Florida Man Pleads Guilty To Threatening Federal Judge

A Florida man pleaded guilty Thursday to interstate transmission of a threat after he left five threatening voicemails for a federal judge.

Pensacola man Stephen Jay Thorn, 66, sent menacing voicemails to Orlando U.S. District Judge Wendy Berger because he was unhappy with a judicial opinion he’d read online, Reuters reported.

Thorn “left a vulgar, obscenity-laden voicemail threatening to harm the judge as well as members of the judge’s immediate family,” the Justice Department said in a statement.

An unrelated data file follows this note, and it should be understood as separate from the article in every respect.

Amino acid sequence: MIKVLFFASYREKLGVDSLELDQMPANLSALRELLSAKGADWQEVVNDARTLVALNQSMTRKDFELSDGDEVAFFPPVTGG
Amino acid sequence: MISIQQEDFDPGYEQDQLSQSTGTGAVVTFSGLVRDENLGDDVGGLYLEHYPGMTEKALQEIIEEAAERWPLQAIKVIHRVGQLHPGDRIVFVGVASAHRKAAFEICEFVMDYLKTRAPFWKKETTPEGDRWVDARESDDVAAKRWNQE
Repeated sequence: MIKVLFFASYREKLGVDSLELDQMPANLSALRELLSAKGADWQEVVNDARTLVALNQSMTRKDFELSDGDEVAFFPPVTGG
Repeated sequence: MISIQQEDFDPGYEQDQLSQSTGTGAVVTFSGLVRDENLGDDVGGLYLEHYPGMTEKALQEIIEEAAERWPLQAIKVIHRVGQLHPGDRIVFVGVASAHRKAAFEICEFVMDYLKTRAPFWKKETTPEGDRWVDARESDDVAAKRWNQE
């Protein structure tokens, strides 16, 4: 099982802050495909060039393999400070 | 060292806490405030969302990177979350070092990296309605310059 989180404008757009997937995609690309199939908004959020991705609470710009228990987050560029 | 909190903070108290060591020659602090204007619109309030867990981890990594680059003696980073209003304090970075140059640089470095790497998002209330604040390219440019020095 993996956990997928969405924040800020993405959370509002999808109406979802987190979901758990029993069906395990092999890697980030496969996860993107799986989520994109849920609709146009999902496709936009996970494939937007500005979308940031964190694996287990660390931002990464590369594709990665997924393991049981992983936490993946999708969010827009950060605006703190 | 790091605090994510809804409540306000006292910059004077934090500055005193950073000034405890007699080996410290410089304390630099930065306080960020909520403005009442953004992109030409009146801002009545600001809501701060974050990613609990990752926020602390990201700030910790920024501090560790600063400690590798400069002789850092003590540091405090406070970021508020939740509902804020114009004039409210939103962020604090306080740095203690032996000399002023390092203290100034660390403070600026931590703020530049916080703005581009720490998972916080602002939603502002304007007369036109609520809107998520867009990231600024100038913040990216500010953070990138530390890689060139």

Thorn, a retired teacher, was upset that Berger had dismissed a lawsuit from pro-LGBTQ+ groups against the state’s “Don’t Say Gay” bill, according to Reuters.

Thorn said he looked up where Berger and her family lived, and said in one of the voicemails that the judge was “very easy to track,” according to his plea agreement.

“This is for that stupid redneck, c**t, judge, [VICTIM 1]. You are a cruel person. You think that it’s okay for LGBTQ kids to be bullied, which is what that law is allowing, that’s what it’s saying, that they’re second-class citizens,” Thorn said in one of the messages, as rendered in the plea agreement. “Listen dumbass, you’re easy to track you down. You have 2 kids, [VICTIM 3] and [VICTIM 4], and you’re married to a man named [VICTIM 2], and your address is [redacted address] in [redacted city name].”

Thorn faces up to five years in federal prison. A sentencing date has not yet been set.